Corn isn’t yet in season here in Michigan, but we are beginning to get in good corn from Florida. If you can get good corn this is an awesome spin on a traditional Italian dish that highlights the sweetness of fresh corn.
Before I start on my activities, I wanted to share a few tips for ensuring that the corn you eat is the best possible. First and foremost, never peek or shuck the corn at your store or market, the minute you peel back the corn husk you will show your naïveté. It will start to get starchy and dry immediately, it is perfectly protected in it’s husk until just before you are ready to cook it. At farmer’s markets they watch for people who do this, and have to throw away those ruined ears. Instead, here are some tips to pick the best corn, without looking. And if you’re still worried, buy an extra ear, they aren’t that expensive.
- Look for tiny holes in the husk, especially brown and towards the top. Those are wormholes, and, naturally, worms are best avoided.
- Feel the kernels through the husk; they should be plump and plentiful. If you can feel gaps in the rows where kernels should be, then choose another.
- Look at the silk on the top of the ear, if it’s dry or black, then it’s an old ear of corn.
- Check out the color of the husk. If it’s a bright green and tightly wrapped against the cob, then the corn is fresh. (In some cases, it will even feel slightly damp.
It was rather warm when I made this, but not quite enough for the air conditioning to be on, so I decided to do all my prep first and then cook everything outside on the grill so as not to make the kitchen unbearable.
The first task (after shucking the corn) was to cut it off the cobs and divide it into two equal portions, the half in the blender container will be used for the sauce.
The next task is to use the back of your knife (carefully) to extract the corn milk for the sauce. After you cut the corn, there is still a part of each kernel stuck in the cob, that along with any liquid from those kernels is what you are scraping out. I took a picture of before and after side by side so that you can see the objective. This gets added to the kernels in the blender.
Then I chopped my bacon. I always am a bit heavy handed with the bacon, since my youngest assures me that everything is better with bacon.
I also minced my garlic and finished adding the ingredients for the sauce and blended it up. N
While I took care of this, I had started my water inside (the side burner is strong enough to maintain, but not to bring the water to a boil) and preheated the grill with the cast iron pan. So, as soon as I was done with the prep I started the bacon and the pasta.
When the bacon was close to crispy, I also started some chicken apple sausages.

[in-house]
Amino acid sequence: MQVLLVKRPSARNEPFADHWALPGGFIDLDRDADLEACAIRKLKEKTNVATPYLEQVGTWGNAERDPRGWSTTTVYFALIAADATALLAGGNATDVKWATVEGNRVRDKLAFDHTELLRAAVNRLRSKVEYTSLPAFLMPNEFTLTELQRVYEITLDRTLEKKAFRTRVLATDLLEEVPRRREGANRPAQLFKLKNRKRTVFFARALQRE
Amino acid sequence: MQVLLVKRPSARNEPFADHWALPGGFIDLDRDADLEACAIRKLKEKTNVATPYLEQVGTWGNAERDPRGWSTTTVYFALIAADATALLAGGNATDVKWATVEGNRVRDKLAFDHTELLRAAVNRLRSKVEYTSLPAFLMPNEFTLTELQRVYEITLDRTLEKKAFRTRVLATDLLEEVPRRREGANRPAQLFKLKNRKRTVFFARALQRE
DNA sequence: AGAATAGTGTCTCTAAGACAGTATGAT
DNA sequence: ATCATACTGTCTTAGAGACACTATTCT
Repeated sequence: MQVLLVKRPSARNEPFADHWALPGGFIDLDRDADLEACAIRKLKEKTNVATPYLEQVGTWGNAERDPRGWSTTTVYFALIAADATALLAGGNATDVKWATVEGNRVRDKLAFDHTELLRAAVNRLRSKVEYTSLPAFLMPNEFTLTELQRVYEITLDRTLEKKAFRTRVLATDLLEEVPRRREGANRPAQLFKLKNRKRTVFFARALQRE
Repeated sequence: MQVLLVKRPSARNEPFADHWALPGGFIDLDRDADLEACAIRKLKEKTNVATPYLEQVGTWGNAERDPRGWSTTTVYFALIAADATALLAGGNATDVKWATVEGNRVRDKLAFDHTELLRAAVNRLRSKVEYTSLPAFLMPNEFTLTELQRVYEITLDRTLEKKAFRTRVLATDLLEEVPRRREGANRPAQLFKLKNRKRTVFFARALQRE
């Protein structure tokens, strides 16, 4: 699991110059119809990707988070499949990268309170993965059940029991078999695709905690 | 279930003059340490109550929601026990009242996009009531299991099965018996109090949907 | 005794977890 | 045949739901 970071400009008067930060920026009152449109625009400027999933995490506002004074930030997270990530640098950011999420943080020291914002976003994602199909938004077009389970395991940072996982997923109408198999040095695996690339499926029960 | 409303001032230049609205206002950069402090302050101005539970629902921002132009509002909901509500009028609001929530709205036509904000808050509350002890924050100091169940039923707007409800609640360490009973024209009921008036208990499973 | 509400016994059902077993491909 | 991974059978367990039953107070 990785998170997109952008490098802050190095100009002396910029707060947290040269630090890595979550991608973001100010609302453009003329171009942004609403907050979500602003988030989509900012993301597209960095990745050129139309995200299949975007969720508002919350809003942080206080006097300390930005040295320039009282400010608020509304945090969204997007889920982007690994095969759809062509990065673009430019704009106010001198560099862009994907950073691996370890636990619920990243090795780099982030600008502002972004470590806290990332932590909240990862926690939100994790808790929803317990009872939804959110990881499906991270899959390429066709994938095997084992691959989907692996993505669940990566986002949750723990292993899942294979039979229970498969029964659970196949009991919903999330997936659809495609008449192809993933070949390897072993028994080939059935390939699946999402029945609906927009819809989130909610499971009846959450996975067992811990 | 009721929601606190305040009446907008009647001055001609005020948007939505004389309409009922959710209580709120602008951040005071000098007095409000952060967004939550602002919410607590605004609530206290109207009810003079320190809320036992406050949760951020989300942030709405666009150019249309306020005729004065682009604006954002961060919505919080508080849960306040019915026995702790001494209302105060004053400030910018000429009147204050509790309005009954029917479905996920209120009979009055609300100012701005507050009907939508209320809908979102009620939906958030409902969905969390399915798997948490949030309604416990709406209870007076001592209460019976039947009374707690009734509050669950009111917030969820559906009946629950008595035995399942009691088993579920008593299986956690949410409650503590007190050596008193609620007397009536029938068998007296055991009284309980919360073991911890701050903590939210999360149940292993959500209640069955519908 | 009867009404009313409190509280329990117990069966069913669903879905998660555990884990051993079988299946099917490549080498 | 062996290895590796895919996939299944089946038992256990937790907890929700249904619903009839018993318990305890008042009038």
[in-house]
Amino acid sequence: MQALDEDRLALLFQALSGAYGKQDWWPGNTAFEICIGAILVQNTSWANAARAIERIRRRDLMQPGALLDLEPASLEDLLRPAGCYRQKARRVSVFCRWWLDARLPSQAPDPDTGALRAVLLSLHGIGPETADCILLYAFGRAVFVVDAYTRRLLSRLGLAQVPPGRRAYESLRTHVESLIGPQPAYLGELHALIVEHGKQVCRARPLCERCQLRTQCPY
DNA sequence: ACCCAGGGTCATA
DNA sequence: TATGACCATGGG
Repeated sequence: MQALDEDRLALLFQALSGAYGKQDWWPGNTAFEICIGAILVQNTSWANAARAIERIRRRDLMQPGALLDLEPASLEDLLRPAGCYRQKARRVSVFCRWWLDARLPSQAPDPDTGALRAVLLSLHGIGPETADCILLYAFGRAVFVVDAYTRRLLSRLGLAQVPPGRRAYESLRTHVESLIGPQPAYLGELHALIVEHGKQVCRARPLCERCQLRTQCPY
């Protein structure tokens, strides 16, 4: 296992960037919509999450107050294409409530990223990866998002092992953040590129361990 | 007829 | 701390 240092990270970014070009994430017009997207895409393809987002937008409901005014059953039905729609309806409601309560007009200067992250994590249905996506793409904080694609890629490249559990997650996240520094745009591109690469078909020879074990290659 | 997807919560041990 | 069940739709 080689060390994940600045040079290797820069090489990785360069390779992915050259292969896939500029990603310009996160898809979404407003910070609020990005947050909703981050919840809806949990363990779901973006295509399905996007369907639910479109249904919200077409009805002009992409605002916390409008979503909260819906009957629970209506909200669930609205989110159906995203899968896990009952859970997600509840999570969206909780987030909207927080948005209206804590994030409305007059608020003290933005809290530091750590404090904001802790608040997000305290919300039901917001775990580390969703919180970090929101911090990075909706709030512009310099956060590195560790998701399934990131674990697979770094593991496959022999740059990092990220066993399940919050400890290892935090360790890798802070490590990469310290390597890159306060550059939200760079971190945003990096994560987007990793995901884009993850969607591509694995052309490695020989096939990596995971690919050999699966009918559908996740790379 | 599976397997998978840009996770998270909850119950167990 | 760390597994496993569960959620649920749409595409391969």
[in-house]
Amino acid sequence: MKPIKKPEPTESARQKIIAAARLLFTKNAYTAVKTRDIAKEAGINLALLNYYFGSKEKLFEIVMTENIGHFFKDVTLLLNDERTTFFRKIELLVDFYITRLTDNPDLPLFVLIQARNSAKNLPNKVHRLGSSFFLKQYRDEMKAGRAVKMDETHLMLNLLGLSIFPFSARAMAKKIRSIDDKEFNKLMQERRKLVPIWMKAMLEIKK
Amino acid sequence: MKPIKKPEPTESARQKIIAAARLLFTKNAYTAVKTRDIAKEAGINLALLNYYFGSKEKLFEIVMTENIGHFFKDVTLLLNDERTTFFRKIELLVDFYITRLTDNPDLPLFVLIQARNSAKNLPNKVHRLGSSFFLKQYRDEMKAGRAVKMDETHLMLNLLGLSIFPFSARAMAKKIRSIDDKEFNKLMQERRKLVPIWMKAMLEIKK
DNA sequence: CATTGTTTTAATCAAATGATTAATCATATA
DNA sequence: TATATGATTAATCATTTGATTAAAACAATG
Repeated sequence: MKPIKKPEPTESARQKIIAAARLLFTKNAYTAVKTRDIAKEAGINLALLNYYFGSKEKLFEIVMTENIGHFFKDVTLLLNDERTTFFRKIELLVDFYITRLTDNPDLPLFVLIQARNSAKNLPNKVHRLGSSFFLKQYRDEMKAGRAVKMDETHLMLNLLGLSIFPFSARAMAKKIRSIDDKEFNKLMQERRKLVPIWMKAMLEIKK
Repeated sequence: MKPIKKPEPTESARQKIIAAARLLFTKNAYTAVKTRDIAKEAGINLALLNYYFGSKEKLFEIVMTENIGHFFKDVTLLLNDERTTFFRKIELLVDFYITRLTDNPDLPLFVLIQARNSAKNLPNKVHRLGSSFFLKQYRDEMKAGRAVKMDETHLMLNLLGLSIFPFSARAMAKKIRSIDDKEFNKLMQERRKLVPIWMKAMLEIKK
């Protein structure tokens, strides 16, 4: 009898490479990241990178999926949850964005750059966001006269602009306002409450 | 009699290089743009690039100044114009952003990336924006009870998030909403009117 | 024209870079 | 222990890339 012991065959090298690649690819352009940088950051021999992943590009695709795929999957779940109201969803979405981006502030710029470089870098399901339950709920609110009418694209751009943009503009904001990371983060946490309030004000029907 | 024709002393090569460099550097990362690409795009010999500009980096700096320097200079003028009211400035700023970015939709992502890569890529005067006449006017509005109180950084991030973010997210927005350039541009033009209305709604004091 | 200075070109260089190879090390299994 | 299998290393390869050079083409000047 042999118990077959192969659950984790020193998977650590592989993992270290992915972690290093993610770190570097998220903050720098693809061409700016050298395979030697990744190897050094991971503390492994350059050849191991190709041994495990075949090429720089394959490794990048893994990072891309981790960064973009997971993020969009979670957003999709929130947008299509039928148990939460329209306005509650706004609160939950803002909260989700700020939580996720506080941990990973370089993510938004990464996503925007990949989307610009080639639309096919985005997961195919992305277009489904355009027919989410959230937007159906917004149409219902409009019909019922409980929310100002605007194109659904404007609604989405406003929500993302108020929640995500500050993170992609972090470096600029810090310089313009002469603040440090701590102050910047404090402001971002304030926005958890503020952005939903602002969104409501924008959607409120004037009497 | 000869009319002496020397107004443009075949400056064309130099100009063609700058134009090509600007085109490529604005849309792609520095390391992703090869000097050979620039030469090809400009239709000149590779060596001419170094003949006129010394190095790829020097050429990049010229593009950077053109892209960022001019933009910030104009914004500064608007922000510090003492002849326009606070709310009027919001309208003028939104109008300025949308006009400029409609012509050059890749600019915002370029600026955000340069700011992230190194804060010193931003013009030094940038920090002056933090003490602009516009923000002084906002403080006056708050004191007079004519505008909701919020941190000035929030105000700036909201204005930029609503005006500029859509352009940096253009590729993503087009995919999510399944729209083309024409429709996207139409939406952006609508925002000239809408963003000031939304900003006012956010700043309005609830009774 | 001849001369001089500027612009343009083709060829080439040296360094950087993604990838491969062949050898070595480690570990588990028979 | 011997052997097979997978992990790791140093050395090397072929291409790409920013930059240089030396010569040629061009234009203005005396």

When I set aside the bacon, I added my garlic to the pan, soon followed by the kernels of corn and cayenne pepper.
At this point it all comes together rather quickly, drain the pasta and put it into a large bowl with ½ of your cooked kernels, ½ of the bacon, ½ of the basil, the Parmesan, and all of the sauce.
Once you thoroughly toss this together, the rest of the toppings go on the top and you serve with additional Parmesan.
Simply awesome. Served with a simple Greek salad and fresh bread.
Fresh Corn Carbonara
Makes 4 Servings ∙ Source Bon Appétit | August 2015
- 12 ounces spaghetti or linguine
- Kosher salt
- 6 slices thick-cut bacon (about 6 ounces), cut into 1/4″ strips
- 2 cloves garlic
- 4 ears of corn, kernels cut off (about 3 cups), cobs reserved
- ¼ tsp. cayenne pepper
- ½ cup heavy cream
- Freshly ground black pepper
- ½ cup grated Parmesan (about 2 ounces), plus more to serve
- ½ cup fresh basil leaves, coarsely chopped, divided
Fry bacon in a large skillet over medium-high heat, stirring occasionally, until crisp. Using a slotted spoon, transfer bacon to paper towels to drain. Remove excess grease from skillet; keep 2-3 Tbsp. Add garlic to the skillet sauté briefly then add corn kernels and stir in cayenne, cook until some are blackened and all warmed through, ~5 minutes.
Cook spaghetti in a large pot of boiling salted water, stirring occasionally, until al dente; drain.
While pasta is cooking, scrape excess corn milk from cobs into a blender or food processor by firmly running the back of a chef’s knife down the sides. Add cream, half of the corn kernels, ¼ tsp. salt, and ¼ tsp. pepper. Purée until a smooth sauce forms.
Toss hot pasta with corn sauce, ½ cup Parmesan, and half each of the remaining corn kernels, bacon, and basil in a large bowl.
Divide pasta among bowls and top with remaining corn kernels, bacon, and basil. Season with pepper and top with Parmesan